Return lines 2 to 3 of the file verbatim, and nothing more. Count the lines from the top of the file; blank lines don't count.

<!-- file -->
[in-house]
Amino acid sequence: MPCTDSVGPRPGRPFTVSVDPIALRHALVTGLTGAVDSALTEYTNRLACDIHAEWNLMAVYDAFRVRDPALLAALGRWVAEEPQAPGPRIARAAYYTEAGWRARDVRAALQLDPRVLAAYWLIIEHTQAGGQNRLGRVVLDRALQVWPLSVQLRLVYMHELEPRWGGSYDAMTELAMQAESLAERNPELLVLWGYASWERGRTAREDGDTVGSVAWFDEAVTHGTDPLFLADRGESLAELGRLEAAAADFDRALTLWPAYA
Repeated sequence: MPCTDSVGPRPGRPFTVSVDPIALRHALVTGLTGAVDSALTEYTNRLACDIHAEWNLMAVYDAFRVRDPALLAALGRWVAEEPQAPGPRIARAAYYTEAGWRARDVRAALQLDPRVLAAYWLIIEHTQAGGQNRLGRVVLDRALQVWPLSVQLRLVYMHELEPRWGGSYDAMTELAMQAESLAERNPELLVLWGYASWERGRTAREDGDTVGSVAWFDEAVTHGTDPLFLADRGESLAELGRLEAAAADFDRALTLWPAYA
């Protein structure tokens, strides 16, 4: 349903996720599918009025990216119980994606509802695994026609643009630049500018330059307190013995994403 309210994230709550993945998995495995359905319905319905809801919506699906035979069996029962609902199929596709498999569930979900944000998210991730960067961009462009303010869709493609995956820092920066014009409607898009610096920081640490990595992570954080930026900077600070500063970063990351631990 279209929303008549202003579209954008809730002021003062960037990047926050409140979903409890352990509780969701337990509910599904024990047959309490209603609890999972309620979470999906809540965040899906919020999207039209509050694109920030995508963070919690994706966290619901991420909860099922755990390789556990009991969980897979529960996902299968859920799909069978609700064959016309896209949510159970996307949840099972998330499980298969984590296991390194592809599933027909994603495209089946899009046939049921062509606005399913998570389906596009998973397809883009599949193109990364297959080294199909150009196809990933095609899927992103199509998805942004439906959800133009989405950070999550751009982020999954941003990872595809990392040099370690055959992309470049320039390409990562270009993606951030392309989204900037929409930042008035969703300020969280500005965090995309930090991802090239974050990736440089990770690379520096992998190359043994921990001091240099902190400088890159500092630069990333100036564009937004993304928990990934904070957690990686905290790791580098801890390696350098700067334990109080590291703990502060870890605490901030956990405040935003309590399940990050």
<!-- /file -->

Amino acid sequence: MPCTDSVGPRPGRPFTVSVDPIALRHALVTGLTGAVDSALTEYTNRLACDIHAEWNLMAVYDAFRVRDPALLAALGRWVAEEPQAPGPRIARAAYYTEAGWRARDVRAALQLDPRVLAAYWLIIEHTQAGGQNRLGRVVLDRALQVWPLSVQLRLVYMHELEPRWGGSYDAMTELAMQAESLAERNPELLVLWGYASWERGRTAREDGDTVGSVAWFDEAVTHGTDPLFLADRGESLAELGRLEAAAADFDRALTLWPAYA
Repeated sequence: MPCTDSVGPRPGRPFTVSVDPIALRHALVTGLTGAVDSALTEYTNRLACDIHAEWNLMAVYDAFRVRDPALLAALGRWVAEEPQAPGPRIARAAYYTEAGWRARDVRAALQLDPRVLAAYWLIIEHTQAGGQNRLGRVVLDRALQVWPLSVQLRLVYMHELEPRWGGSYDAMTELAMQAESLAERNPELLVLWGYASWERGRTAREDGDTVGSVAWFDEAVTHGTDPLFLADRGESLAELGRLEAAAADFDRALTLWPAYA